By Sandra G. Boodman
Kaiser Health News
At a critical point in a complex abdominal operation, a surgeon was handed a device that didn’t work because it had been loaded incorrectly by a surgical technician. Furious that she couldn’t use it, the surgeon slammed it down, accidentally breaking the technician’s finger. “I felt pushed beyond my limits,” recalled the surgeon, who was suspended for two weeks and told to attend an anger management course for doctors.
The 2011 incident illuminates a long-festering problem that many hospitals have been reluctant to address: disruptive and often angry behavior by doctors. Experts estimate that 3 to 5 percent of physicians engage in such behavior, berating nurses who call them in the middle of the night about a patient, flinging scalpels at trainees who aren’t moving fast enough, demeaning co-workers they consider incompetent or cutting off patients who ask a lot of questions.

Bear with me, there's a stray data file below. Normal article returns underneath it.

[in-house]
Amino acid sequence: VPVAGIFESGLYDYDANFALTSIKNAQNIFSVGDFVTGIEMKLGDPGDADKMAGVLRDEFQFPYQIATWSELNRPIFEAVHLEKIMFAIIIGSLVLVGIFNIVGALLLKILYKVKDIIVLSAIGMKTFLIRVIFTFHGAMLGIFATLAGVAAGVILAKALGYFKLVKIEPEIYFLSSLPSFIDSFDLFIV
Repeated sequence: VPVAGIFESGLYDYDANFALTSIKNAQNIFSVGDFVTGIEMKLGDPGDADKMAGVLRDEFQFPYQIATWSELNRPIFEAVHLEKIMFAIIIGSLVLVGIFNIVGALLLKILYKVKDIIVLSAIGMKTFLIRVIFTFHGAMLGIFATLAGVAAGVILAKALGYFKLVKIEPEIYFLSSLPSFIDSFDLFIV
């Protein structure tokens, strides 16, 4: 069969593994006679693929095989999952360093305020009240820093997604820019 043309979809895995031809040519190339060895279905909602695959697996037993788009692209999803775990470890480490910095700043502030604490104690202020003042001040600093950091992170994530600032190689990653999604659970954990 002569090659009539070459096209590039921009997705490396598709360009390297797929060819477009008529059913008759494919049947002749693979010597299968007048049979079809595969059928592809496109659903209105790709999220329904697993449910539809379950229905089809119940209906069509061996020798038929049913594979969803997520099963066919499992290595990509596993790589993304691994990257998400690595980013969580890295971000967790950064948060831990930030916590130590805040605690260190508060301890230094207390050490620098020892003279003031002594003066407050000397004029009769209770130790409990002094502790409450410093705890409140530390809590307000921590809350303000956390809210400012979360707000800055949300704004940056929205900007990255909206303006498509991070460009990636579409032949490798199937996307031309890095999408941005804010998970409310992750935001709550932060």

“We’re talking about a very small number of physicians, but the ripple effect is profound,” said Charles Samenow, an assistant professor of psychiatry at George Washington University School of Medicine, who evaluates doctors with behavioral problems.
For generations, bad behavior by doctors has been explained away as an inevitable product of stress or tacitly accepted by administrators reluctant to take action and risk alienating the medical staff, particularly if the offending doctors generate a lot of revenue. Recently at one Virginia hospital, according to University of Virginia School of Nursing dean Dorrie Fontaine, a veteran operating-room nurse with 30 years’ experience walked into her supervisor’s office and quit after a surgeon screamed at her — his usual reaction to unwelcome news — when she told him that a routine count revealed that an instrument was missing. Hospital administrators shrugged off the episode, saying, “Well, that’s the way he is.”